Cinderella Succeeds At Transforming Into A Gripping Live-Action Film.

Cinderella.
Director: Kenneth Branagh.
Writer: Chris Weitz.
Actors: Lily James, Richard Madden, Cate Blanchett, Sophia McShera, Holliday Grainger and Helena Bonham Carter.
Opens: Wide.

In the wake of Christopher Nolan's Batman reboot, we've faced a nonstop deluge of characters from our youth being thrown into adult, and often violent, situations.

Dark and gritty updates? Yeah, they've been the big trend in Hollywood for a minute. And not even Disney's been immune to it: Its live-action updates of Alice in Wonderland and Maleficent both went this way, with the latter even containing some rape allegories. Fairy tales be damned, shit's been getting pretty real in the theaters lately.

So it's rather refreshing, then, that Cinderella bucks this trend. Much like its protagonist, it's a movie full of hope and humor — one that kids and adults can appreciate alike.

This is not to say, however, that this incarnation falls right in line with the 65-year-old animated film of the same name. It doesn't. Actually, this new version is better written, especially when it comes to character development and motivation. Of course, it's still fantastical: A lot of scenes — from Cinderella's mice friends to her stepsisters' garish dresses — look like they were taken right out of the cartoon. But whereas Cinderella, her stepmother and her prince were all blank slates who served the plot for no real reason before, they're all three more fleshed out and believable this time around.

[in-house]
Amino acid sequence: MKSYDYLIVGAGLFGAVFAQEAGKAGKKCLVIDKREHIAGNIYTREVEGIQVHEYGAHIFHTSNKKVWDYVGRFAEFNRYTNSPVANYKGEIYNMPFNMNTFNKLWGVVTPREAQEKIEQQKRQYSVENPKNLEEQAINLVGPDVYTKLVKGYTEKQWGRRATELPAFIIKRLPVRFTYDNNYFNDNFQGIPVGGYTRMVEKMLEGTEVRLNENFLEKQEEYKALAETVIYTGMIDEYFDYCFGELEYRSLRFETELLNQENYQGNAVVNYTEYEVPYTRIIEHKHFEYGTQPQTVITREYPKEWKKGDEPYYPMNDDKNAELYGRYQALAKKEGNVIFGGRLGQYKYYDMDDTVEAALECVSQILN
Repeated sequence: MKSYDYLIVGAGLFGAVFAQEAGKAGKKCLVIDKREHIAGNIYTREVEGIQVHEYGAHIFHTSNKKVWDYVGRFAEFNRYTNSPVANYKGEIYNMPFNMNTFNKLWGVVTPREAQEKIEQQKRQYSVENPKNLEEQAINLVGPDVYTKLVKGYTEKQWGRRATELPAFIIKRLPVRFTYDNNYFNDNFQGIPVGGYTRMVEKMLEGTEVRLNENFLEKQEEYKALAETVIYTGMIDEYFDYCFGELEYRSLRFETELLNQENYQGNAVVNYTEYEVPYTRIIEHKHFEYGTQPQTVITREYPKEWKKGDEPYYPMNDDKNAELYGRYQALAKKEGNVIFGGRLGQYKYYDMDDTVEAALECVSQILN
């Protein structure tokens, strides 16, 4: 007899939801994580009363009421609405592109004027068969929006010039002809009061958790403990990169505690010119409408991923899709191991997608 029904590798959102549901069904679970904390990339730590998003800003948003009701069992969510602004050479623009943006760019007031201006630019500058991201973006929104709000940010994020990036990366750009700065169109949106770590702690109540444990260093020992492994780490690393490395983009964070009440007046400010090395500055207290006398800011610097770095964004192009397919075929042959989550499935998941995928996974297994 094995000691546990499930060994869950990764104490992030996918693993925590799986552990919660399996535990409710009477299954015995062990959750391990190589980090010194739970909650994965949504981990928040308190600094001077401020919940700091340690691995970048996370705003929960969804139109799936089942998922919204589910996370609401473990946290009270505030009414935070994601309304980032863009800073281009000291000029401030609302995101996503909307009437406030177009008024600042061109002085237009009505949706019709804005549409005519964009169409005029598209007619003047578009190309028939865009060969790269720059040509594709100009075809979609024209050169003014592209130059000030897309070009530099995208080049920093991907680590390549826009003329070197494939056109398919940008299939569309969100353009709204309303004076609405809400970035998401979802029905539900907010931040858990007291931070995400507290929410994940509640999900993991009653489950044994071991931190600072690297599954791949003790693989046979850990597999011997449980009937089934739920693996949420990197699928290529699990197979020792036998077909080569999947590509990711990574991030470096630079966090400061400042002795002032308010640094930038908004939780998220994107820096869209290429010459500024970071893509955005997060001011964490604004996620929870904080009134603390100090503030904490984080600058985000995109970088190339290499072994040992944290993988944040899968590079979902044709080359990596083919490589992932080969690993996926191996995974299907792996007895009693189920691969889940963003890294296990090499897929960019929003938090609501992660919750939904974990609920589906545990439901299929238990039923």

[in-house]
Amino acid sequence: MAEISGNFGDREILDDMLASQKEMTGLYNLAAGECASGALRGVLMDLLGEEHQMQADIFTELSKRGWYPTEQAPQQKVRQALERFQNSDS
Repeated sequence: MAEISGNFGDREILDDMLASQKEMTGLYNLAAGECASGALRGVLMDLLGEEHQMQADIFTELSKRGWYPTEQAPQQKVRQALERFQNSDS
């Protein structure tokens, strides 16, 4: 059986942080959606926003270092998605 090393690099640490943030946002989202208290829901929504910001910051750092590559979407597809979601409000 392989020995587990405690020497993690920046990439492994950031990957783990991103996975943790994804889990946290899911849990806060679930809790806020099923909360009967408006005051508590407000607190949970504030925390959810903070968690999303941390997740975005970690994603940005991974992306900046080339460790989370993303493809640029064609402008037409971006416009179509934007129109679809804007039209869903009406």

Cinderella, the character, is ultimately defined by the mantra given to her by her dying birth mother: “Have courage and be kind,” our lead is told in this early scene. It's a strong, positive message — and it's the attitude she develops in kind that, despite her beauty, ends up truly captivating the prince.

Lily James shines in this title role. She steals the movie with her charisma and her facial expressions carry the film. As her Cinderella searches for the best in every situation, her face clearly shows that her stepmother's abuse is getting to her.

There's in fact plenty for James to play with in this take: Richard Madden — playing a named prince (Kit) this time through — is basically channeling his Game of Thrones character Robb Stark here with his portrayal of a prince whose responsibilities to his father and the kingdom very much clash with those of his heart, but that doesn't mean he's phoning it in. He's solid in the role, and even better when collaborating with James. Cate Blanchett's stepmother too is improved, and finally given a satisfying source for her cruelty was towards Cinderella. There are even times early on in the film when you could sympathize with her character's plight, and Blanchett just brings a real pain to the role.

Overall, though, it's an upbeat film — almost too much so, in some regards. One of the integral parts of Cinderella's story is all of the suffering and degradation that she must endure at the hands of her stepmother and stepsisters. Here, however, it all feels fairly glossed-over. Most of this tragic part of the story is told via montage, with only a few extended scenes here and there. The same can be said of Prince Kit's slightly more political problems, each of which is resolved in minutes or with relative ease. Combined, these plot leaps are a little problematic; the conflict in this film could certainly be greater.

Another area of restraint can be found through the use of both the fairy godmother character and Cinderella's mice companions. Here, though, it's effective. Helena Bonham Carter's fairy godmother cracks a lot of jokes and is a hilarious presence in the few minutes that she appears on the screen, and the mice add a levity to the film's darker scenes even when relegated to background shenanigans. They don't dominate the story as they do in other tellings. In this version, they just support it — and quite well, at that.

On the whole, this Cinderella fits the bill of a well-known story told in an exciting way. There's depth and dimension in both the plot and the characters here.

Kids in tow or not, it's a worthwhile watch.

Grade: B.

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